Even rightly so, too often the Apollo program dominates the narrative of early lunar exploration. The Soviet Union ran its own lunar program in the 1960s and '70s, and it was so successful early on that it looked like the Moon would be Soviet territory.
The first ever man-made object to land on its surface in 1959 was the Soviet-launched Luna 2. The first image of the lunar far side came during a flyby by Luna 3 the same year. In 1966, Luna 9 transmitted the first pictures from the surface of the Moon, and Luna 10 would enter into its orbit. In 1968, a handful of turtles and other simple organisms even made the first circumlunar voyage aboard Zond 5.
But Apollo 8 swept the rug out from the Soviet's feet; three astronauts going into orbit in December of that year all but assured the world that the political victory of landing on the Moon would go to the Americans. So the Soviets reshaped their lunar program, choosing to focus on inexpensive robotic mission that put science goals at the core.
Luna Sets The Stage
The Soviet's robotic visits to the Moon started with the Luna program. The first phase began in the late 1950s, with the first three missions designed as tests to scratch the surface of lunar exploration.
The second phase saw another 11 missions launched, each made to prove the program's technology was sound and worth pursuing.
The third wave of Luna missions, 10 in total, made up the Soviet's detailed exploration of the Moon. Within this third phase were two more sophisticated means of lunar exploration — landers and rovers. These larger payloads used the four-stage Proton rocket and went into orbit before making precise landings on the surface.
Soviet Russia's robotic program and America's Apollo went head-to-head in July 1969. Luna 15 entered into lunar orbit on July 17, just two days before the Apollo 11 astronauts reached the Moon. The mission called for Luna 15 to return a soil sample the day after Apollo 11 splashed down, not overshadowing the U.S. achievement but matching it scientifically. But on July 21, as the Eagle launched from the Sea of Tranquility, Luna 15 crashed into a mountain during its descent to the Sea of Crises.
Two months later on September 20, Luna 16 landed safely on the Sea of Fertility and managed a successful sample-return mission. Impressive as that was, the Soviet Union's robotic missions were about to evolve once more as its space program readied the Lunokhod rovers.
The Lunokhod Rovers
The Lunokhod rovers were designed to withstand the challenges of extended exploration in the lunar environment. It was built to survive the blistering 240°F heat of the two-week long lunar day, then survive the frigid, -290° two-week-long lunar night. Designers dealt with temperature changes by keeping the rover's key components in a pressurized shell and adding a cover. When open, solar arrays on the inside charged the rover's batteries. It could be closed for hibernation during the lunar nights. To regulate the rover's internal temperature, radioactive polonium-210 kept the vital components inside warm.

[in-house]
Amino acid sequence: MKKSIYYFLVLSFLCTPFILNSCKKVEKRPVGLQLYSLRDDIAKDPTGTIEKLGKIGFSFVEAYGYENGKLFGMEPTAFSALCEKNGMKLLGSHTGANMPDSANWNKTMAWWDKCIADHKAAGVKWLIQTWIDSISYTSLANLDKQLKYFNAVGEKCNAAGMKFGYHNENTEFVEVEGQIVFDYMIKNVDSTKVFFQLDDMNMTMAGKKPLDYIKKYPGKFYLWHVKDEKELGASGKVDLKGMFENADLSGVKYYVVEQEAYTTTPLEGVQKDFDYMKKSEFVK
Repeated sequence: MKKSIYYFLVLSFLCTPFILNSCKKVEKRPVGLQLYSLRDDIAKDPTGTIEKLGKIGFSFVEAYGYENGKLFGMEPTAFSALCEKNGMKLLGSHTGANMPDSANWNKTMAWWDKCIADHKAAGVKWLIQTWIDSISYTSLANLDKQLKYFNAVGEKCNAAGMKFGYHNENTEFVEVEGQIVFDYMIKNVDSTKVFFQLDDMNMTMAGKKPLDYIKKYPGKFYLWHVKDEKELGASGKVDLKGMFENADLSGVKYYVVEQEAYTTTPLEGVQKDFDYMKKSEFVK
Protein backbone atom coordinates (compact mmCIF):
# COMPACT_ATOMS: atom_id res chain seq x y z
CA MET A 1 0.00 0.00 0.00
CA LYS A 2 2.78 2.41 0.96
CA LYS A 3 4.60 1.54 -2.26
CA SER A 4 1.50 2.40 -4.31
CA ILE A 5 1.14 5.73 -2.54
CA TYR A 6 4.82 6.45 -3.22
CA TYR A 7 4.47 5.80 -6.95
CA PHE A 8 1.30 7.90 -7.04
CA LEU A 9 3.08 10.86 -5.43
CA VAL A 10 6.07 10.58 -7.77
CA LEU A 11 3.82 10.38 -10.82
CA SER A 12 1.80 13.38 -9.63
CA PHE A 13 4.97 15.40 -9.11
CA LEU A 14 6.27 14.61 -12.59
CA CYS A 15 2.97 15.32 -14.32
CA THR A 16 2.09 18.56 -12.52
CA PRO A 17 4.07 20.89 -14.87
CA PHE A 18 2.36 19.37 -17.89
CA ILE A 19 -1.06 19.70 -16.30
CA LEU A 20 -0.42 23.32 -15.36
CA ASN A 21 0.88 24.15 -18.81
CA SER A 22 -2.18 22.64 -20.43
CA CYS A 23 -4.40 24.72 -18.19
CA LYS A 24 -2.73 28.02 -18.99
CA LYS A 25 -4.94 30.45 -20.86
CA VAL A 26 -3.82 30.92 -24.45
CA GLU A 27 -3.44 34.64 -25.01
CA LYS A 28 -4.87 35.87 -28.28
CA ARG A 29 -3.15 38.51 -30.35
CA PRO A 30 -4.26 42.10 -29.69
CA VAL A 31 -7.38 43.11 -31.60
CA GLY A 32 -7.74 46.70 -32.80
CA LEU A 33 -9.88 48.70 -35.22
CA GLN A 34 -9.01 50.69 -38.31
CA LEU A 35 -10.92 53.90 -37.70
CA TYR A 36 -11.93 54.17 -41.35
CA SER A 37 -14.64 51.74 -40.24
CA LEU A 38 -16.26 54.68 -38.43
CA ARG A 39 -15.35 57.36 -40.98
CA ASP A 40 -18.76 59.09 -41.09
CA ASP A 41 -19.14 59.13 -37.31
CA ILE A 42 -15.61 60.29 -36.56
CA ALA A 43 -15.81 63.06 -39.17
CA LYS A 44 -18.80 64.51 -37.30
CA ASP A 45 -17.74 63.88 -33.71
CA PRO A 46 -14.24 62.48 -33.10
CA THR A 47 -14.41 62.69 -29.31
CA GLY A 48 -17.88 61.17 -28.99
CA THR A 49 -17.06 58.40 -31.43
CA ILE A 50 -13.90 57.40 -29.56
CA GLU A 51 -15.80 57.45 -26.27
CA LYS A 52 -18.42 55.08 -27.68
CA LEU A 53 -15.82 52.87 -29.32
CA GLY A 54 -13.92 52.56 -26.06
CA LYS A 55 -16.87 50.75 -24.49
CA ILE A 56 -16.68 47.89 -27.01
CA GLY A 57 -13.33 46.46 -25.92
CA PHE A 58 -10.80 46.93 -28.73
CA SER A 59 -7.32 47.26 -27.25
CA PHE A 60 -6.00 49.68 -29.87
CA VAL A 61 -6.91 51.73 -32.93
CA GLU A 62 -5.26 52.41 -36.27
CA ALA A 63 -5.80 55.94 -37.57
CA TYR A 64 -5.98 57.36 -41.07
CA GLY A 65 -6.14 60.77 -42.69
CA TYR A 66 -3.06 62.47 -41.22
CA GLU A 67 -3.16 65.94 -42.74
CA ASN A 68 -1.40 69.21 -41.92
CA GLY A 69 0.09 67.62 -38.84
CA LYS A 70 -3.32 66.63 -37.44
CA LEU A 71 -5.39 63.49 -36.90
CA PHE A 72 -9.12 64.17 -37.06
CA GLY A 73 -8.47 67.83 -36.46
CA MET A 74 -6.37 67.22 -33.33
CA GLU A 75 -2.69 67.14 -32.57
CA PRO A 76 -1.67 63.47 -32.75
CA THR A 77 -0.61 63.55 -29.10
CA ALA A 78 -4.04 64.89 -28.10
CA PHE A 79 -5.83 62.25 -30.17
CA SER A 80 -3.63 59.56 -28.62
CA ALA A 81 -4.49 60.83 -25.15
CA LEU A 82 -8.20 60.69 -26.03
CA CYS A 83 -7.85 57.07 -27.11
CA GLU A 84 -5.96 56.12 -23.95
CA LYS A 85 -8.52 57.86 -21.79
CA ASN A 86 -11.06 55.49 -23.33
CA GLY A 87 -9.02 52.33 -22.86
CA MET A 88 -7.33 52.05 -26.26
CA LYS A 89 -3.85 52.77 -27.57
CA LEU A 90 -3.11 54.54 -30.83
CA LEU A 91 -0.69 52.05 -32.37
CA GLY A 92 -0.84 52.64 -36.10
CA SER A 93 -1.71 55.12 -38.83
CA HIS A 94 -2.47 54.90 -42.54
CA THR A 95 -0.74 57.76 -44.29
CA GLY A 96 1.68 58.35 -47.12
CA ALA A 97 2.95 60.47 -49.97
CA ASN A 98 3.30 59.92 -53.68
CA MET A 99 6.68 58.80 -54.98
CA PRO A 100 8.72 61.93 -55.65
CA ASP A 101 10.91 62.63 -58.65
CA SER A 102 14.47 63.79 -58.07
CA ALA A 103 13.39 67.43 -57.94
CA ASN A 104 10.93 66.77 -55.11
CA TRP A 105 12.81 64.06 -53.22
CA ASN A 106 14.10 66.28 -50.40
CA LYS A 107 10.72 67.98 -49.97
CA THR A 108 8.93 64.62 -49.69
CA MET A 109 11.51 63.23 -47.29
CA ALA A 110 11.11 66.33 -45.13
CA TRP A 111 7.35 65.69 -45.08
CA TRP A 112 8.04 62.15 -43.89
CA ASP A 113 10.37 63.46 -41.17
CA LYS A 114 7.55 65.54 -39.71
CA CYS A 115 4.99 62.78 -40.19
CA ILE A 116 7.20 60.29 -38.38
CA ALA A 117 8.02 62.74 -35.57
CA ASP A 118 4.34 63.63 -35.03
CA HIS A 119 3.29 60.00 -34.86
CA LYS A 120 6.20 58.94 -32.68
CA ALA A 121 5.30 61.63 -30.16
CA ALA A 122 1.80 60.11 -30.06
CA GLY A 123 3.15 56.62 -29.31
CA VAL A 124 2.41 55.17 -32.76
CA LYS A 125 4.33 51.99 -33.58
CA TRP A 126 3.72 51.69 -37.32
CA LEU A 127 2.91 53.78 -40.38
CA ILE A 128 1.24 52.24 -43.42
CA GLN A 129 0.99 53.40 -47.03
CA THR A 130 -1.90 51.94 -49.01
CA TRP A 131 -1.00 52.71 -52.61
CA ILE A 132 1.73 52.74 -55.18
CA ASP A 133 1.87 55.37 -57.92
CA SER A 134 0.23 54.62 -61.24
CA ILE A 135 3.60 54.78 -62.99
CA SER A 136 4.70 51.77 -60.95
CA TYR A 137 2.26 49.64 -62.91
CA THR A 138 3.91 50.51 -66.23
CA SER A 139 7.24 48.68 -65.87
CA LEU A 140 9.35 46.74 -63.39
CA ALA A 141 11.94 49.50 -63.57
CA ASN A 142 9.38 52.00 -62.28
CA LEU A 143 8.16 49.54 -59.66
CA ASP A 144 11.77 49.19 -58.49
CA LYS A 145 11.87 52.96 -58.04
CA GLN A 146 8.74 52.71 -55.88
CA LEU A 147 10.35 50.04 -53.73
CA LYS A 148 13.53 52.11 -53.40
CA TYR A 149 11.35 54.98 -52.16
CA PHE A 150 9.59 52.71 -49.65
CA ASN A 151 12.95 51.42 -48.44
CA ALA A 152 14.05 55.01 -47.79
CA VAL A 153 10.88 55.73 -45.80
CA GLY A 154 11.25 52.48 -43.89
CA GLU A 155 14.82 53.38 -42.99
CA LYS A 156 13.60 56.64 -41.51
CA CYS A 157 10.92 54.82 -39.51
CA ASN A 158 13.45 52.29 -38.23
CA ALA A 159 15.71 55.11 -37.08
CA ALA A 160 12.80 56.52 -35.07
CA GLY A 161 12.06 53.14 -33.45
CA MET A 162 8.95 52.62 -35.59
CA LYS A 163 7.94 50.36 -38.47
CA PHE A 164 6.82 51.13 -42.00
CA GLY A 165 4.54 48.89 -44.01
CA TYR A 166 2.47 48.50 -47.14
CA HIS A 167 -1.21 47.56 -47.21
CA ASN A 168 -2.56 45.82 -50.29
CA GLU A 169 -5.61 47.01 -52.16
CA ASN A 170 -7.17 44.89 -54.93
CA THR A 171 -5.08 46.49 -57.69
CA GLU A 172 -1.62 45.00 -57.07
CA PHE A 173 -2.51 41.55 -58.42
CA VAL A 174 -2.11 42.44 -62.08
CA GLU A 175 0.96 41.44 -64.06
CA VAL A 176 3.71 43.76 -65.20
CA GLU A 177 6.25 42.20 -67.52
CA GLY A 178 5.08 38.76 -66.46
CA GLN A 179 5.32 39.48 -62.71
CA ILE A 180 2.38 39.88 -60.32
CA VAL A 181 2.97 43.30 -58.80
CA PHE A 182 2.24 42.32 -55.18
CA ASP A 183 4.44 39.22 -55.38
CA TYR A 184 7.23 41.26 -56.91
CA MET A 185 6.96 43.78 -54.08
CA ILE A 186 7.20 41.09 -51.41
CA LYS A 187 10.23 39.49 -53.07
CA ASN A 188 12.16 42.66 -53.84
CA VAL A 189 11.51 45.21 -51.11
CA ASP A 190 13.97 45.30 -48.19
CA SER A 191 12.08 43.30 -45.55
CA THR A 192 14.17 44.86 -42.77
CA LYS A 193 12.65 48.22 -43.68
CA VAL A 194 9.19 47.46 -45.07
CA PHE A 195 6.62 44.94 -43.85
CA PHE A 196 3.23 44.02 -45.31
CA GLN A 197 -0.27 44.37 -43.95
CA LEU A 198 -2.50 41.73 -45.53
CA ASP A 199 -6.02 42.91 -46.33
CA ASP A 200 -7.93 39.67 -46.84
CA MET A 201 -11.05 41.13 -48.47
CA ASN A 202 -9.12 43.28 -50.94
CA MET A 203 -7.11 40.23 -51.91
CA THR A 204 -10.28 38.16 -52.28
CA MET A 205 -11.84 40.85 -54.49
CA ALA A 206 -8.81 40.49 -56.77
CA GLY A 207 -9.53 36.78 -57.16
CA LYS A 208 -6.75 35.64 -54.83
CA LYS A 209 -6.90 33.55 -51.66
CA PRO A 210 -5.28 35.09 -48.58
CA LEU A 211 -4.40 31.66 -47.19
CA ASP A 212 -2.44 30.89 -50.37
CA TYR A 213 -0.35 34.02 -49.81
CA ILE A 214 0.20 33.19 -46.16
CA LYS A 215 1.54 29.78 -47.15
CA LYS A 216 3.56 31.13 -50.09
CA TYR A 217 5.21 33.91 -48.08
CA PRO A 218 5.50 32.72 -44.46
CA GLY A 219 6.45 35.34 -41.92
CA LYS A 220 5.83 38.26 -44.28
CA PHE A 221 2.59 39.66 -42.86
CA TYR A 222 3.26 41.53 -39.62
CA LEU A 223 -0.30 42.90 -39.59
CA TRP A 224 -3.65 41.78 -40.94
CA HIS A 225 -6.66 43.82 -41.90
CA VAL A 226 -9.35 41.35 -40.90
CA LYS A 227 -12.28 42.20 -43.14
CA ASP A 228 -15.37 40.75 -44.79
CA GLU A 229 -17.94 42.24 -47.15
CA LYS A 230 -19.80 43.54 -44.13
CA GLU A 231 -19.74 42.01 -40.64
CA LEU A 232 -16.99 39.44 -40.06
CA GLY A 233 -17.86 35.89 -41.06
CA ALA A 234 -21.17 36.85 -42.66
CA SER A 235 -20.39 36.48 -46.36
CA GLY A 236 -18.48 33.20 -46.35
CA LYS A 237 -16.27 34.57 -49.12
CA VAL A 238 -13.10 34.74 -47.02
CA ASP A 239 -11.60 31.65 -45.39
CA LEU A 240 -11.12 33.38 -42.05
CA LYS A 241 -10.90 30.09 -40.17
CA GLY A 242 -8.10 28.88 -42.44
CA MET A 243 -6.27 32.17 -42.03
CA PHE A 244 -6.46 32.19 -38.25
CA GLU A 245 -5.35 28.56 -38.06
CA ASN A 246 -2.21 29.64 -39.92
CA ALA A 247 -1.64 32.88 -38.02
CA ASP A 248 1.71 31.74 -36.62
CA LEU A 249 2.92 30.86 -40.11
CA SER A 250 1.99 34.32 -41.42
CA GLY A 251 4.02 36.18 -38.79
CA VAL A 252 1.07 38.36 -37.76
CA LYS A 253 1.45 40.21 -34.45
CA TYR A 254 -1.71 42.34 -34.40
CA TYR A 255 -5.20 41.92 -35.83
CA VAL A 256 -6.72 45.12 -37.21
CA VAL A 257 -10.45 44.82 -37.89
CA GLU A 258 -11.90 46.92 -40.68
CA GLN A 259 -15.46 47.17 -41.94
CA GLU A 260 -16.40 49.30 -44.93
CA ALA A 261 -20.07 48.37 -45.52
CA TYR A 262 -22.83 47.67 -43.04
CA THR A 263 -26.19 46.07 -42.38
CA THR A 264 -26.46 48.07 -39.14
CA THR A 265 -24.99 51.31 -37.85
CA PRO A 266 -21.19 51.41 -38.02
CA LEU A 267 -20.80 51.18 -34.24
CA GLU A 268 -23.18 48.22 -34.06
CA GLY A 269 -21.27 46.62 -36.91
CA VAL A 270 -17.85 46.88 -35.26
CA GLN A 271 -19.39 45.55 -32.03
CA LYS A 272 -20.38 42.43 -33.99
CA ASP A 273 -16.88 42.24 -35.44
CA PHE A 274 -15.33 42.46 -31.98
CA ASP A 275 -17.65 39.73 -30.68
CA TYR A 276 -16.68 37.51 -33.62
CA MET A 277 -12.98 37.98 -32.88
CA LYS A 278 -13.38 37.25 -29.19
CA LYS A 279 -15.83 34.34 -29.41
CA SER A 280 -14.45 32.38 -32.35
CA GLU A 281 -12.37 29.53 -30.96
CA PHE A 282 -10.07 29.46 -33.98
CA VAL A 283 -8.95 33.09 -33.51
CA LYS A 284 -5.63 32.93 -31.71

For locomotion, Lunokhod used eight individually controlled wheels supported by spokes and covered with wire mesh for improved mobility in powdery soil, but they were fixed. To turn, the driver would use more power on one side than the other, the same way a tank driver turns his vehicle.
Lunokhod would also have to be a surrogate for the scientists on Earth, so driving the rover was another challenge. Two five-man crews, chosen and screened from the Russian military's missile defense corps, shared the job. One member of each crew would drive the rover, backwards or forwards, using a joystick. It could go at one of two speeds: 0.5 or 1.2 miles per hour. The commander on a crew would sit behind the driver, monitoring his activity. A navigator, a radio antenna operator and a flight engineer, charged with monitoring the rover's systems, rounded out the crew.
Guidance came from a monitor that displayed images from Lunokhod's two low-resolution television cameras. The crew got single frames, like images in a slide show, every seven to 20 seconds. From those, they would control the rover in near real time. But because of the three second communications delay, the driver had to wait a number of seconds to see how well his commands had been executed. As a safety measure, the rover had a stop button the crew could press if they saw the rover heading towards trouble. It would immediately shut Lunokhod down.